Factual news is not true if it is presented in false light.
In Edwards v. National Audubon Society (1976), a group of scientists has special interest in a pesticide company. In their research, they cited the Audubon Society’s own findings, saying their data “shows steady increase in bird sightings despite the growing number of pesticides in the last thirty years.”
While it is a fact bird sighting may have increased, it is not necessarily true that birds have increased, according to the Society, which says the statistics are presented in a false light.
Reporters should always share what they know to be true. They don’t have to come out and say the accuser is wrong or lying, however they should present both sides of the story so the reader can determine where the truth lies.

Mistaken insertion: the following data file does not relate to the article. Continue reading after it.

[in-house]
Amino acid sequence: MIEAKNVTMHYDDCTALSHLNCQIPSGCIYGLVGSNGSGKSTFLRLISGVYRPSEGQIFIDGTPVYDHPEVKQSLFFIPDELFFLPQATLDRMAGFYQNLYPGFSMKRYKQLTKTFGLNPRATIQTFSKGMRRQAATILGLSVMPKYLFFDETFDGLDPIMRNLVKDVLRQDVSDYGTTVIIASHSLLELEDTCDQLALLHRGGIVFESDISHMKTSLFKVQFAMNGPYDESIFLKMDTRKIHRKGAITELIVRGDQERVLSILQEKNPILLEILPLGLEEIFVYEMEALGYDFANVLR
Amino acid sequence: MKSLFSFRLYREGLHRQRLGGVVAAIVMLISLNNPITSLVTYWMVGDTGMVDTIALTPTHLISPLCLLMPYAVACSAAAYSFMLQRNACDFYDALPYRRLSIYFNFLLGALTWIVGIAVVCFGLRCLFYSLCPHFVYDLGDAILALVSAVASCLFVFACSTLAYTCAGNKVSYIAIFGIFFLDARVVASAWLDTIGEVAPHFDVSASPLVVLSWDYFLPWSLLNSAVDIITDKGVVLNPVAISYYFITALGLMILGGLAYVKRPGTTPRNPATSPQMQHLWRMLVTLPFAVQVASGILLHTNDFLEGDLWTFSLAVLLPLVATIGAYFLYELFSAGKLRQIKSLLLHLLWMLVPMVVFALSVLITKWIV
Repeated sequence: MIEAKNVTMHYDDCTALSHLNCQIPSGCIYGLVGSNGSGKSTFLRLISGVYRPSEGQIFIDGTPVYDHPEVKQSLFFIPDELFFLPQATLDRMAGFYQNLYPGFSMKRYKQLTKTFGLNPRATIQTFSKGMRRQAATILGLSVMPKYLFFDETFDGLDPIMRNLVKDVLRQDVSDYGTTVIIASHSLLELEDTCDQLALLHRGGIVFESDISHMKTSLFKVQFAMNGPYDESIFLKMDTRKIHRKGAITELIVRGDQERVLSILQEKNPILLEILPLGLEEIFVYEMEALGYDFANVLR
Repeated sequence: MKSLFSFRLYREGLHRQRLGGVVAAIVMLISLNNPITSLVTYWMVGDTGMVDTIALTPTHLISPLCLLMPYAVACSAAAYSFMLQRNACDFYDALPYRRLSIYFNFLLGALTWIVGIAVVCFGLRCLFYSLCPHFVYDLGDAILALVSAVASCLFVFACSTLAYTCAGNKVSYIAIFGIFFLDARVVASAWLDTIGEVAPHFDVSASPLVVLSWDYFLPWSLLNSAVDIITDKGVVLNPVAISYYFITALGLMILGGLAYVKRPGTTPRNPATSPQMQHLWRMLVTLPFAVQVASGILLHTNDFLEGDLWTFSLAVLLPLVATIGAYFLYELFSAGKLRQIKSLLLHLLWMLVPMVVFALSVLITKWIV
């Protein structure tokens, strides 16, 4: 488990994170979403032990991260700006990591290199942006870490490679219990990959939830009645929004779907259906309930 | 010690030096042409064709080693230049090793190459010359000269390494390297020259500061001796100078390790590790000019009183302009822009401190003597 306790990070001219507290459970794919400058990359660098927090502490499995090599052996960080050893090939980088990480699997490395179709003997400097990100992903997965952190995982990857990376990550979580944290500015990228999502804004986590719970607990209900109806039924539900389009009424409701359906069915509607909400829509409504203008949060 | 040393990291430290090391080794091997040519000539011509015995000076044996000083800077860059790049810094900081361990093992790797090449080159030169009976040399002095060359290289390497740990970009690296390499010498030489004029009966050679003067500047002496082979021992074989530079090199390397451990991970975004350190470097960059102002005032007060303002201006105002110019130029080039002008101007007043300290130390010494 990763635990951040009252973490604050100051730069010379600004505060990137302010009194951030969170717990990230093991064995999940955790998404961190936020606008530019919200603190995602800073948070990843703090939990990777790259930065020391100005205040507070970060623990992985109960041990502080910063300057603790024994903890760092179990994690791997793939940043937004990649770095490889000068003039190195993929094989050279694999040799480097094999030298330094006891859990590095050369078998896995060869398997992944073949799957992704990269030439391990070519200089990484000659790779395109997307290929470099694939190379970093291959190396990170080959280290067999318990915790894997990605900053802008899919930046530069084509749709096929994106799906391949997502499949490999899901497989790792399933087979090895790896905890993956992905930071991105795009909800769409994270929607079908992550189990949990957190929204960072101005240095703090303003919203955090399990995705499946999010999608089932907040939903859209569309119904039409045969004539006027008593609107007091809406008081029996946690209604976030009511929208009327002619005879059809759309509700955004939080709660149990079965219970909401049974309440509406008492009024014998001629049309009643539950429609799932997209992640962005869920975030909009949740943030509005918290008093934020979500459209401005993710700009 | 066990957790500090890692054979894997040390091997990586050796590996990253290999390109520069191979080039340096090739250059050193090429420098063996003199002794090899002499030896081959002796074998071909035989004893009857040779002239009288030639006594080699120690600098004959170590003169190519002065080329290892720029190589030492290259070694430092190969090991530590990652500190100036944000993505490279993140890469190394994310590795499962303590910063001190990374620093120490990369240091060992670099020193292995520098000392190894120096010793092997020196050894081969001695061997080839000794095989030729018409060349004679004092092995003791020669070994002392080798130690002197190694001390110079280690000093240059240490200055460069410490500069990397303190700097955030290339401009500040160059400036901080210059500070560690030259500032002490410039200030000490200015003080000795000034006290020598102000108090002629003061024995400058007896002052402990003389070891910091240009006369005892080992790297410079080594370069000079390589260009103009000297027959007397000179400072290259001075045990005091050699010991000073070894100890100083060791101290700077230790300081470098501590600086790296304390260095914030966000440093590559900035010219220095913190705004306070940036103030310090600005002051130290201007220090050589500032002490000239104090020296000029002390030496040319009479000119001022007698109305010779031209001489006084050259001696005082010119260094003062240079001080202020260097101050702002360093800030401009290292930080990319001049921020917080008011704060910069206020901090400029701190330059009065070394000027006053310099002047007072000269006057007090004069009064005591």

Democracy thrives on an objective truth. If ethics is what keeps the social contract theory together, it is for the good of everyone that a journalist reports objective truth. Facts can be misleading. False light is just as bad as lying.
SOURCES: Wikipedia: “Neutral Reportage,” “Edwards v. National Audubon Society,” law.justia.com